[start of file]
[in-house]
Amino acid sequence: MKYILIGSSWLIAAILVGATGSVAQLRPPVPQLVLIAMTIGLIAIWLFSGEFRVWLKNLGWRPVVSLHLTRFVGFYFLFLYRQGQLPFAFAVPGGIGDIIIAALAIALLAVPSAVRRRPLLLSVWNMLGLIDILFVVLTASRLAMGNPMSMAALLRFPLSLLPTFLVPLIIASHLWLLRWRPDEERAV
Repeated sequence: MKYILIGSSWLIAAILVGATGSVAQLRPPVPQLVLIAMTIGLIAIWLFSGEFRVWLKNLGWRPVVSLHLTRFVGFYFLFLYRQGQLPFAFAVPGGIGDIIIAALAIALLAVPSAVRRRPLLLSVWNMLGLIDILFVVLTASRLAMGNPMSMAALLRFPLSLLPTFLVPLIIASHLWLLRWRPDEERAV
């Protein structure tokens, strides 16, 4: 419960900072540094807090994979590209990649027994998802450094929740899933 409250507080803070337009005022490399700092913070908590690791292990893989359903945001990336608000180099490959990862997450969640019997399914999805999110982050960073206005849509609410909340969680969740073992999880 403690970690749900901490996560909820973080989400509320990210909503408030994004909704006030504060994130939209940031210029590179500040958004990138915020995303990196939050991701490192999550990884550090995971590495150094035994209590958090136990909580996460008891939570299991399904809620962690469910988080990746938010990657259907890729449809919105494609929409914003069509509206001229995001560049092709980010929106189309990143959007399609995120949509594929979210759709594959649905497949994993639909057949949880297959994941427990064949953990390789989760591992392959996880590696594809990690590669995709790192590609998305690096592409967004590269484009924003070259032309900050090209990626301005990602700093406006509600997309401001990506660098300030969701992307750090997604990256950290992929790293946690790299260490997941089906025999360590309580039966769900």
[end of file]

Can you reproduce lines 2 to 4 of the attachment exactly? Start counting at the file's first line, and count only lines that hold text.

Amino acid sequence: MKYILIGSSWLIAAILVGATGSVAQLRPPVPQLVLIAMTIGLIAIWLFSGEFRVWLKNLGWRPVVSLHLTRFVGFYFLFLYRQGQLPFAFAVPGGIGDIIIAALAIALLAVPSAVRRRPLLLSVWNMLGLIDILFVVLTASRLAMGNPMSMAALLRFPLSLLPTFLVPLIIASHLWLLRWRPDEERAV
Repeated sequence: MKYILIGSSWLIAAILVGATGSVAQLRPPVPQLVLIAMTIGLIAIWLFSGEFRVWLKNLGWRPVVSLHLTRFVGFYFLFLYRQGQLPFAFAVPGGIGDIIIAALAIALLAVPSAVRRRPLLLSVWNMLGLIDILFVVLTASRLAMGNPMSMAALLRFPLSLLPTFLVPLIIASHLWLLRWRPDEERAV
């Protein structure tokens, strides 16, 4: 419960900072540094807090994979590209990649027994998802450094929740899933 409250507080803070337009005022490399700092913070908590690791292990893989359903945001990336608000180099490959990862997450969640019997399914999805999110982050960073206005849509609410909340969680969740073992999880 403690970690749900901490996560909820973080989400509320990210909503408030994004909704006030504060994130939209940031210029590179500040958004990138915020995303990196939050991701490192999550990884550090995971590495150094035994209590958090136990909580996460008891939570299991399904809620962690469910988080990746938010990657259907890729449809919105494609929409914003069509509206001229995001560049092709980010929106189309990143959007399609995120949509594929979210759709594959649905497949994993639909057949949880297959994941427990064949953990390789989760591992392959996880590696594809990690590669995709790192590609998305690096592409967004590269484009924003070259032309900050090209990626301005990602700093406006509600997309401001990506660098300030969701992307750090997604990256950290992929790293946690790299260490997941089906025999360590309580039966769900």